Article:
As both public citizens and officers of the court, lawyers carry a unique and critical responsibility to ensure justice and fairness for all. The ABA Model Rules of Professional Conduct highlight this dual duty. As public citizens, lawyers are charged to “seek improvement of the law, access to the legal system, the administration of justice, and the quality of service rendered by the legal profession.” Further, as members of the profession, lawyers are charged to “further the public’s understanding of and confidence in the rule of law and the justice system because legal institutions in a constitutional democracy depend on popular participation and support to maintain their authority.”
The American Bar Association (ABA) and its Young Lawyers Division (YLD) are the national representative of the profession and young lawyers, respectively. Each pledged to lead our profession in the fulfillment of critical duties and obligation to pursue justice for all. The YLD has sharpened its focus to lend its voice and create resources to support members, leaders, and staff. In July, the YLD launched a five-part programmatic series entitled, “Redefining Justice: A Path Forward.” The series kicked-off with a candid fireside chat, “Liberty and Justice . . . for All? Confronting Systemic Racism and Addressing Civil Unrest—A Call to Action for Young Lawyers.” The inaugural program featured thought leaders Lonita Baker and Robert Grey Jr. They challenged young lawyers across the nation to find their authentic voice, mobilize, and take action.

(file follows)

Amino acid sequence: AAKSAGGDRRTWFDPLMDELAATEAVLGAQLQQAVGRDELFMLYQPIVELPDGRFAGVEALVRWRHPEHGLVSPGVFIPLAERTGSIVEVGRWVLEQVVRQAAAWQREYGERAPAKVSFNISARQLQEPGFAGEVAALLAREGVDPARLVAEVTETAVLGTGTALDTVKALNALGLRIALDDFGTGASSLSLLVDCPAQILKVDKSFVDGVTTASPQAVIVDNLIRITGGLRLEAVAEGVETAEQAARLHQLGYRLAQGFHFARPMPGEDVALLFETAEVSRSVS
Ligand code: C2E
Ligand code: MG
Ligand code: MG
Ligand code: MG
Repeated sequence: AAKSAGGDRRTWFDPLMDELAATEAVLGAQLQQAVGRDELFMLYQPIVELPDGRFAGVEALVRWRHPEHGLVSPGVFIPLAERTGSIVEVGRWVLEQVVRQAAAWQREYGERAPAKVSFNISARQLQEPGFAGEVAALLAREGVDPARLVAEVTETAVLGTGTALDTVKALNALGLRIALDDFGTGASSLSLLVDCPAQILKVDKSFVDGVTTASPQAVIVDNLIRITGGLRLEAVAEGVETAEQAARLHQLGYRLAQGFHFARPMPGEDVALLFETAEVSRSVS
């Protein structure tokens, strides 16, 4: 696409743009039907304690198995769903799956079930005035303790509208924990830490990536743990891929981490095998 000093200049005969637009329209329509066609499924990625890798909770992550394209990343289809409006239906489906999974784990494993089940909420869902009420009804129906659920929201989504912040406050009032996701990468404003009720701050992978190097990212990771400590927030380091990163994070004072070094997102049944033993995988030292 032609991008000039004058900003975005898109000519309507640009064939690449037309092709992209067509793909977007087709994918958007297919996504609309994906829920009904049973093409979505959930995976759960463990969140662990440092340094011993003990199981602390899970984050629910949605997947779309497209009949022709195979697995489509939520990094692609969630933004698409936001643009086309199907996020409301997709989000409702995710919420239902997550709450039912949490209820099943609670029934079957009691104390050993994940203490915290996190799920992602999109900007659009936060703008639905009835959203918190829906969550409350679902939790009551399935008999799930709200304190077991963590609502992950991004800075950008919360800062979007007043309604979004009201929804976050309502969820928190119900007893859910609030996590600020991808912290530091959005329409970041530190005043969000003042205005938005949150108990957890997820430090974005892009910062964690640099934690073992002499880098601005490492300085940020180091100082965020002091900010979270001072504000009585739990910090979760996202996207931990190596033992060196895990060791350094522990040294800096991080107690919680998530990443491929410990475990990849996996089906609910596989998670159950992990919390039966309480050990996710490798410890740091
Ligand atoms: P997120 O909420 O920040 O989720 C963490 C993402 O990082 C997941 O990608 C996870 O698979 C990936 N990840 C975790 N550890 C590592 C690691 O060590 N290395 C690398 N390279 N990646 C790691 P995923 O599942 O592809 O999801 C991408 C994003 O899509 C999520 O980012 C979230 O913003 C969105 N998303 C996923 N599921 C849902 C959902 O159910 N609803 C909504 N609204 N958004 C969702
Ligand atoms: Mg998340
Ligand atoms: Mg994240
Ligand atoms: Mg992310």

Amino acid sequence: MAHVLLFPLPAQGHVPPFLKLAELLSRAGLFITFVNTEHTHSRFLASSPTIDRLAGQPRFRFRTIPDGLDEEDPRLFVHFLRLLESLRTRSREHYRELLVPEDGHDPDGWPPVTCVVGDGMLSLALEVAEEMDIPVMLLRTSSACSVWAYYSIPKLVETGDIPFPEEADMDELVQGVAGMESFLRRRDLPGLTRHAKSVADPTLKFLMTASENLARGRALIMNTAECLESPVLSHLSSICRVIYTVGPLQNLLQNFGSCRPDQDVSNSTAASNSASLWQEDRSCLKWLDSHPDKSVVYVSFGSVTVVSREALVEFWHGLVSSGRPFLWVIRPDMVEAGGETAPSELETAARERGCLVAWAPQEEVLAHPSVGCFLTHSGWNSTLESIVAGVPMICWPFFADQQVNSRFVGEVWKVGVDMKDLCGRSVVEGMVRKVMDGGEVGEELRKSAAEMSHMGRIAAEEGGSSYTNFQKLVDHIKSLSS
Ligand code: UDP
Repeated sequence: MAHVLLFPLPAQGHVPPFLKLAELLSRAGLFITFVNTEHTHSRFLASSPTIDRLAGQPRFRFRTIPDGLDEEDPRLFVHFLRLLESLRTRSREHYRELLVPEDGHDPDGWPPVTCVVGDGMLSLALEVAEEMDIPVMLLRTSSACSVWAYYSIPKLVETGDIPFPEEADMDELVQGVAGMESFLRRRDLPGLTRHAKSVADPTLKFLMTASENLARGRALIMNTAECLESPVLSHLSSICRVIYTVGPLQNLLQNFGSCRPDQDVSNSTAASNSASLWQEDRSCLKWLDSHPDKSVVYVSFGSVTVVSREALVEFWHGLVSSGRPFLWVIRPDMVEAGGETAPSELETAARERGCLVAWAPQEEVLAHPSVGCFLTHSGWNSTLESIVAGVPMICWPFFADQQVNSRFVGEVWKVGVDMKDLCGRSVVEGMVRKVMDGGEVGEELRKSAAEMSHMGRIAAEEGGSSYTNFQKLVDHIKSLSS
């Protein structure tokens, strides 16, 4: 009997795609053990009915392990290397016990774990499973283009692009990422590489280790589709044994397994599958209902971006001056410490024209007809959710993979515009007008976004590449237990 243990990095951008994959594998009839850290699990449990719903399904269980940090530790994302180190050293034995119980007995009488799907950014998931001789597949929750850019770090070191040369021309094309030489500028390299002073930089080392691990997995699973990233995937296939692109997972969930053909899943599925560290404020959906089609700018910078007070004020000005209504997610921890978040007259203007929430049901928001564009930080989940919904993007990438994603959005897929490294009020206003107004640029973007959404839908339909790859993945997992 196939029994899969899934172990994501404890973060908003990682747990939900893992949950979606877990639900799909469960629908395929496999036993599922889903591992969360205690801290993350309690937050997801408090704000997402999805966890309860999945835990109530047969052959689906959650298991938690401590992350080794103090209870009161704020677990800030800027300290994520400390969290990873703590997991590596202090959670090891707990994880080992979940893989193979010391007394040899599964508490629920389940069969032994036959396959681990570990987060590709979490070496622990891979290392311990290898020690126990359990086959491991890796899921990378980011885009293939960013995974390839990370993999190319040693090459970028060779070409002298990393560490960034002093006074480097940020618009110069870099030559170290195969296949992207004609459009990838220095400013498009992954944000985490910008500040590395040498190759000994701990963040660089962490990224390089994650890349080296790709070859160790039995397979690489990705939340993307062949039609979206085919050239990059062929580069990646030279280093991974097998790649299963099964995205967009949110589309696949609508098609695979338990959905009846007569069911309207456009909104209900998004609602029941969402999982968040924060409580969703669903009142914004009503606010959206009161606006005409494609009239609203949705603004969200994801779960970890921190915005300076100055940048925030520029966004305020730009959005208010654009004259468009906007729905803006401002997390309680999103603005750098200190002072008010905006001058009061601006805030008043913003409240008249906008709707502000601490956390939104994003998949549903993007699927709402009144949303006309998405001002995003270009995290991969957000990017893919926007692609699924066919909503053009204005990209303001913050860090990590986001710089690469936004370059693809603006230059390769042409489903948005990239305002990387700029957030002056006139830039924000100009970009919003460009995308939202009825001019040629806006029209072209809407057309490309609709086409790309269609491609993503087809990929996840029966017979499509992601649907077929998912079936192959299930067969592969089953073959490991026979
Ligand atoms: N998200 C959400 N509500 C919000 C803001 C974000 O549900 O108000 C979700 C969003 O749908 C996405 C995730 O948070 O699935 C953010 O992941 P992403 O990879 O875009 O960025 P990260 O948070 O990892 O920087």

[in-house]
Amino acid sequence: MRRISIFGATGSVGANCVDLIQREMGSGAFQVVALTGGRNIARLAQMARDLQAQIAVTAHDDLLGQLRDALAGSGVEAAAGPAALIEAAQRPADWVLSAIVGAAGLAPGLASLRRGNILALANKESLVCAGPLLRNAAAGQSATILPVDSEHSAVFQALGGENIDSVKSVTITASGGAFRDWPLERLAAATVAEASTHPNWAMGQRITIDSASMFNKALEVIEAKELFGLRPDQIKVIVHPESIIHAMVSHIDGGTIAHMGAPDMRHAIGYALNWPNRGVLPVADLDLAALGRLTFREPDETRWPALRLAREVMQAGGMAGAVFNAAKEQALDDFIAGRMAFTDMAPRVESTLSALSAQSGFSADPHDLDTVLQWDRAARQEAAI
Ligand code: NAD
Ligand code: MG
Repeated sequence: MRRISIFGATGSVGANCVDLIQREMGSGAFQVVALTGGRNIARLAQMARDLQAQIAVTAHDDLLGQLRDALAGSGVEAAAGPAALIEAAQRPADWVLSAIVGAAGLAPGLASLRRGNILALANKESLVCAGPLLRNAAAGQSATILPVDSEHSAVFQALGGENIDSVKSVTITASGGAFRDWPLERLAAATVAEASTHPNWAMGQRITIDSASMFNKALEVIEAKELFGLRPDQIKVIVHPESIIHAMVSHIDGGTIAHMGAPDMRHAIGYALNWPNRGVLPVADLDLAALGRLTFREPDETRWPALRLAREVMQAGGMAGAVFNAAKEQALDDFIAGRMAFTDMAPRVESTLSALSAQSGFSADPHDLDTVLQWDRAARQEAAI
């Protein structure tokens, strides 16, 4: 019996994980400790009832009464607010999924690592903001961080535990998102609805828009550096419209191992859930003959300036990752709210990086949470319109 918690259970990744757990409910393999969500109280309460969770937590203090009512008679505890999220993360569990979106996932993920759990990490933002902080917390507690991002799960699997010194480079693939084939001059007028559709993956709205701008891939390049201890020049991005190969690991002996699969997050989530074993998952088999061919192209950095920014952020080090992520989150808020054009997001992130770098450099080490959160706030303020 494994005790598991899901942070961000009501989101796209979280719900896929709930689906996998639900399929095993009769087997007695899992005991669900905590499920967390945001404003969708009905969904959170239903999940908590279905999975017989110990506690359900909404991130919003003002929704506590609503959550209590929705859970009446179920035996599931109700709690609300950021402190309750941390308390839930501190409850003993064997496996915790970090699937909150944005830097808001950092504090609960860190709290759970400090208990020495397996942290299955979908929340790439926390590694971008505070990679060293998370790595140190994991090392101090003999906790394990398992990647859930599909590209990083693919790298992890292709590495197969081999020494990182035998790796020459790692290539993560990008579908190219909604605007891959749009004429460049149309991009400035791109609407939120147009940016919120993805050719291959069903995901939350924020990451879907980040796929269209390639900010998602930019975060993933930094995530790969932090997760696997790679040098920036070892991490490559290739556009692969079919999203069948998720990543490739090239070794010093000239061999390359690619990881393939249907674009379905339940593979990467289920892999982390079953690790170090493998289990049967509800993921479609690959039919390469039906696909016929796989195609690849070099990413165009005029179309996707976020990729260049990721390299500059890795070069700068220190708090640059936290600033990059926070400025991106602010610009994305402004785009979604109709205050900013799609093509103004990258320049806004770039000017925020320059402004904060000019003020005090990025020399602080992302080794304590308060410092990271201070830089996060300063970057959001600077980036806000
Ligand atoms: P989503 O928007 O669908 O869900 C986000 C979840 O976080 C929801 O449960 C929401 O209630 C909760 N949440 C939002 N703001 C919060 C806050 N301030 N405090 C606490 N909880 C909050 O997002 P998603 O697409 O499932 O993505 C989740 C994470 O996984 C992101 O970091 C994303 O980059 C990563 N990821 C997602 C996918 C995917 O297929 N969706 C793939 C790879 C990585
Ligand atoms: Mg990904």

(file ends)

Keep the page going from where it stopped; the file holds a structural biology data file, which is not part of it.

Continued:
The July program was an introduction to a long conversation in which the YLD and this Association, as leaders in our profession, must continue to engage. To that end, YLD leaders have collaborated across the Division to implement critical programming, which will extend into the 2020–2021 bar year. These programs include:
Further, the YLD continues to champion the Men of Color Project, a critical resource for men of color during law school and the pivotal first years of practice. Past Chair Tommy Preston (2018–2019) designed the initiative to empower men of color to become leaders in the legal profession, establish an intergenerational support system, and encourage opportunities for community service and civic engagement. Now, if not more than ever, the Men of Color Project proves to be an invaluable component of the YLD’s efforts.
The YLD’s efforts and programming in this sphere will inevitably demand development, humility, an attitude of learning, and a willingness for growth. However, we are committed to putting in the work. These efforts demonstrate the YLD’s effort to put action to words and collectively advocate for our members, leaders, and communities.
We invite you to join the YLD in this critical work. Collectively, we can lift the communities we serve, lend our voices to the marginalized, and bring together those devoted to achieving equal justice under the law.
While lawyers play a “vital role in the preservation of society,” young lawyers have the opportunity to fulfill this role uniquely. We are the future of the profession and the communities we serve. As such, we can build a bridge between historical institutions and meaningful reform.
Seize this opportunity to educate yourself, get plugged in, and get engaged. While our profession is diverse and comprised of many differing perspectives, the common thread that connects us all is the duty to pursue justice.